Peter J. van Hengstum ($2,500)
Ph.D. Student
Department of Earth Sciences
Dalhousie University, Canada

Developing a Combined Micropaleontological (Foraminifera) and Stable Light Isotopic (δ13C, δ18O) Approach for Reconstructing Flooded (Phreatic) Coastal Caves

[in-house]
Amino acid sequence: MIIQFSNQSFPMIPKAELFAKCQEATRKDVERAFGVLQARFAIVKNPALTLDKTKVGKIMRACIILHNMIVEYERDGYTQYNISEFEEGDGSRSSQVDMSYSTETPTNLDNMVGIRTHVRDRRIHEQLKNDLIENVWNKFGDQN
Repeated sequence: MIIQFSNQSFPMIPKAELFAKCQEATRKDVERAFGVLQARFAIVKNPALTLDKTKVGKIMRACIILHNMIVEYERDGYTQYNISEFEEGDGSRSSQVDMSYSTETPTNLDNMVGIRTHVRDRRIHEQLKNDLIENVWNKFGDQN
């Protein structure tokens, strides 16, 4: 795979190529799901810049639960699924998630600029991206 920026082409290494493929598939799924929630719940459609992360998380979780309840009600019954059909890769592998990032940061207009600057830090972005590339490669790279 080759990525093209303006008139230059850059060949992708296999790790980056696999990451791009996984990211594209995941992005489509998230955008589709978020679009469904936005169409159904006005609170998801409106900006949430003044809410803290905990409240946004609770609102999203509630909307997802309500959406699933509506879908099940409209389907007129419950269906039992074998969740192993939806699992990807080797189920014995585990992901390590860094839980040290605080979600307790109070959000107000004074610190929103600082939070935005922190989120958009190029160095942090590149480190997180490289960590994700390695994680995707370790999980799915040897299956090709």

Abstract - Flooded (phreatic) coastal cave systems have a global distribution, provide an observation site for continental-oceanic subterranean circulation, host unique and endangered aquatic ecosystems, provided a refuge for early-Holocene hunter-gather human populations, are structurally and environmentally influenced through sea level change, and are currently threatened by groundwater pollution from coastal urbanization. Despite their inter-disciplinary importance, there is currently no developed proxy capable of monitoring or evaluating environmental evolution in phreatic caves-a significant research problem. Foraminifera have a wide reputation as coastal proxies, where researchers can apply paleoecology and the isotopic geochemical signals preserved in foraminifer shells (i.e., carbon, oxygen) to reconstruct various environmental parameters (sea level change, salinity, organic matter fluxes, etc.). However, foraminiferal ecology and their paleoenvironmental utility have yet to be systematically evaluated in coastal phreatic caves. Based on multiple lines of global evidence, foraminifera are systematically colonizing phreatic caves and can address the problem. The goal of this research is to develop foraminifera as environmental proxies in phreatic coastal caves by (1) examining their modern ecology and isotopic geochemistry in caves, and (2) evaluating their long-term utility as proxies by investigating historical foraminifer distributions in phreatic cave sediments. This research is anticipated to: (A) provide basic ecological information of foraminifera in phreatic caves, (B) evaluate foraminifera as environmental proxies in phreatic caves, and (C) develop a multi-proxy (paleoecology and geochemistry) and interdisciplinary (earth, biological, and chemical sciences) approach for reconstructing long-term environmental changes (sea level oscillations, climatic shifts, hydrogeological changes, etc.) archived in global coastal caves.